This blog was written by Product Marketing Manager, Microsoft Teams, Christina Gonsalves as part of the Amplifying Black Voices blog series. Christina shares her experience of navigating her first year at Microsoft as a Black woman, during a global pandemic and social uprising.
My first year at Microsoft was a complete struggle.
Despite having just completed two years of business school and growing my confidence there, I was suffering from an intense imposter syndrome, was lost in trying to figure out where I fit in in this huge company, and with how to get things done across what we know can be a very complicated ecosystem of stakeholders.
When I was in the office, it was easy to see I wasn’t alone. The mirror in the women’s bathroom in Building 3 was absolutely covered in post-it notes with words of encouragement: words like “You deserve to be here”, “You’re killing it!”, "You got this!" and:
Once we were hurled into the confusion of the pandemic, it started to feel like I was more alone. Black lives were being violently taken and needed to be enthusiastically protected, I lived across the country from my closest loved ones, and while I was blessed to be on a team with three (!!) Black women, when I looked across the company and even across my broader org, I just wasn’t finding the representation that I wanted to see.
During the summer months of 2020, I worked during the day and marched at night. I cried in between meetings, I looked for solace in ERGs (shoutout to Blacklight for holding meetings daily throughout the worst of times!), and I somehow felt my voice continue to slip. I felt empowered and heard in Capitol Hill, but when I was in meetings, I felt shaky and unsure, and like I wasn’t providing value.
Everything changed after I decided to take some time off of work. I moved back to New Jersey to quarantine with my family, and I spent time re-establishing strict self-care routines that included daily meditation, diving deeper into my spirituality (I practice Buddhism ), long walks with my dog, and sharing meals with loved ones.
Now that I am in my second year – I finally feel like I know what I’m doing! I can ask the right questions in meetings, spin up decks that create clarity, drive strategy forward, and effectively communicate with stakeholders of all types of backgrounds. I have also learned that taking care of myself is always more important than the work - as Michelle Obama said, “We need to do a better job of putting ourselves higher on our own to-do list”.
To anyone currently struggling with finding their voice, I have the following advice:
Take your time to be intentional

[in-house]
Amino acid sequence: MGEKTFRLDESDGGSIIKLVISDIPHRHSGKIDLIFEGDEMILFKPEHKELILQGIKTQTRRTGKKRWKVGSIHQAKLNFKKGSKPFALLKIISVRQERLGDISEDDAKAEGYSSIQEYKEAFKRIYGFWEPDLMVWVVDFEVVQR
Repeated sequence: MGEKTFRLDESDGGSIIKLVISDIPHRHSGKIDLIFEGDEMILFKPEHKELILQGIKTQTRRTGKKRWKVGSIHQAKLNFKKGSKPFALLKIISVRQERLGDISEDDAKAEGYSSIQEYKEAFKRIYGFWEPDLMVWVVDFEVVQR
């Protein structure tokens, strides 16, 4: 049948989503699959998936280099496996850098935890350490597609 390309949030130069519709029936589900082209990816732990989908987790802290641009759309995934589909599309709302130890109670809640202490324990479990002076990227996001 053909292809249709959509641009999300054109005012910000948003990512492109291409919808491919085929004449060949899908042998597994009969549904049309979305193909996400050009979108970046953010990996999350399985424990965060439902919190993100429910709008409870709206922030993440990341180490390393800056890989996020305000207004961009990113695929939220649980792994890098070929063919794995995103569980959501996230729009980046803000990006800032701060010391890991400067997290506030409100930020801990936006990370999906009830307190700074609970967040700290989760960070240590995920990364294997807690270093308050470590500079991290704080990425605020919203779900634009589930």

It is so easy to feel like you have to rush into a decision, or like you don’t want to take up too much of somebody’s time by bringing up something that’s on your mind. When everyone’s calendars are full of meetings, and you usually only have 30 minutes to accomplish a lengthy agenda, there tends to be things that you end up pushing down.
I have found so much peace and fulfillment in really seizing each moment – a moment of confusion where I needed to ask a clarifying question, or a moment when someone took an action that was super impactful that I really appreciated and giving them a few words of kindness, or even a moment where I feel something was unkind or unjust and felt like I had to give tough feedback. Each of those moments add up to so much more – and it feels great to just be mindful and communicative off the bat!
Surround yourself with people who encourage you
Especially in the past year, when we all got pretty disconnected from each other physically, I think we have all learned that it is so important to have meaningful human connections. It’s important in life obviously, but it’s also so important at work!
Put the time in to find people who you know will be in your corner and will encourage you after a tough meeting or before a big presentation – and learn about your teammates and lean on them as sources of not only work, but of support.
You have to include “life” in work-life balance
In my periods of most voicelessness, I also felt like I wasn’t using my voice outside of work. When I started leading Buddhist meetings and becoming active with organizations where I could volunteer – like Black Girls Code – and using my voice in places where I knew I could speak well and passionately, I started seeing my voice become stronger at work.
It helps your work to feel powerful and connected in your life!
Remember that nobody has all of the answers – and likely other people have the same questions as you!
It is so easy – especially as someone from a non-technical background – to feel like everyone in the room is smarter than you. It’s not true – don’t fall into that trap! Even if you are struggling with a concept, I can guarantee you that someone has struggled with it before, and there is actually a ton of value for everyone in understanding the basics enough to be able to explain it to someone who is confused.
I’m so excited to continue this journey and see what personal revolutions I have in the next set of years. Until next time!